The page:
Thanks for that, I’m wondering if it’s possible to call the listing agents details in the response.
    Thanks
    Bill

  8. Nick December 15, 2009 at 10:21 am #

    Alex, good work with the API, but as it stands its pretty useless.
    All you can make with it is a HomeHound clone which points everyone back to HomeHound.
    I cant think of anything else you can do with it.

    What you need to do is go all out and provide full access to *everything* for it to be any use.
    Look at say http://www.last.fm/api/intro They have everything.

    You then police its usage with a licence agreement to stop people doing things you dont want them to (e.g. must provide credit, no crawling, etc…)

  9. Alex December 15, 2009 at 12:21 pm #

    Thanks everyone for their feedback.

    The API is early stage and I am sure we will open it up once we have some policies in place.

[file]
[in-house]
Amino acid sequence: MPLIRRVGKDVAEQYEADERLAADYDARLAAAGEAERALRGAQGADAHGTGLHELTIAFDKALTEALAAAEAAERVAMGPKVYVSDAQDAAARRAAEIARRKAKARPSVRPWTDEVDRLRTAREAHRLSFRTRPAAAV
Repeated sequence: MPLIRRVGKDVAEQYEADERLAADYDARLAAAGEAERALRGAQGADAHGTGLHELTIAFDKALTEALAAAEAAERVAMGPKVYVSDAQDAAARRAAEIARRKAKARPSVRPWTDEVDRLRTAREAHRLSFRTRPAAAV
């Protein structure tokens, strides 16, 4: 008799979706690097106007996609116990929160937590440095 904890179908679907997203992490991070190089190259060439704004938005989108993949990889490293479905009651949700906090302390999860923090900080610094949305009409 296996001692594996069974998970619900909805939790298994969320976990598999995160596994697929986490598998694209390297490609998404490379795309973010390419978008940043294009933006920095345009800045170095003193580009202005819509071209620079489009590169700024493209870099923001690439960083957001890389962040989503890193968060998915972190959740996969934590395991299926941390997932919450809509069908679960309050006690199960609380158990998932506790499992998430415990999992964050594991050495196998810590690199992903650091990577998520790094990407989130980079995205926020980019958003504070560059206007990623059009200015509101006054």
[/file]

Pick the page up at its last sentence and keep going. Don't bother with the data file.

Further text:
10. Ryan O'Grady December 16, 2009 at 6:43 am #

    We look forward to that and let’s hope some of the other portals follow your lead.

  11. Bill Burdin December 16, 2009 at 12:24 pm #

    I would suggest if you open up the API to it’s full potential clever developers would create some killer apps that would blast homehound to the forefront of real estate portals. Personally I can think of several apps that the industry would embrace.

  12. v4t October 2, 2010 at 8:38 am #

    so anyone knows that is it legal for myhousehunt to do the scraping or they have backup from realestates.
    I read somewhere that REA complained propertyguru for scraping its data before.
    A quite popular recently raising site is http://www.rbasket.com.au .Look like they scrap data from househound and hartcourt.

  13. peter November 13, 2012 at 11:28 am #

    Interesting read. Thanks to http://www.Domain.com.au and homehound API, those scrapping sites like oldlisting.com.au and http://www.estatecentral.com.au can survive. I found them useful sometimes.

Leave a Reply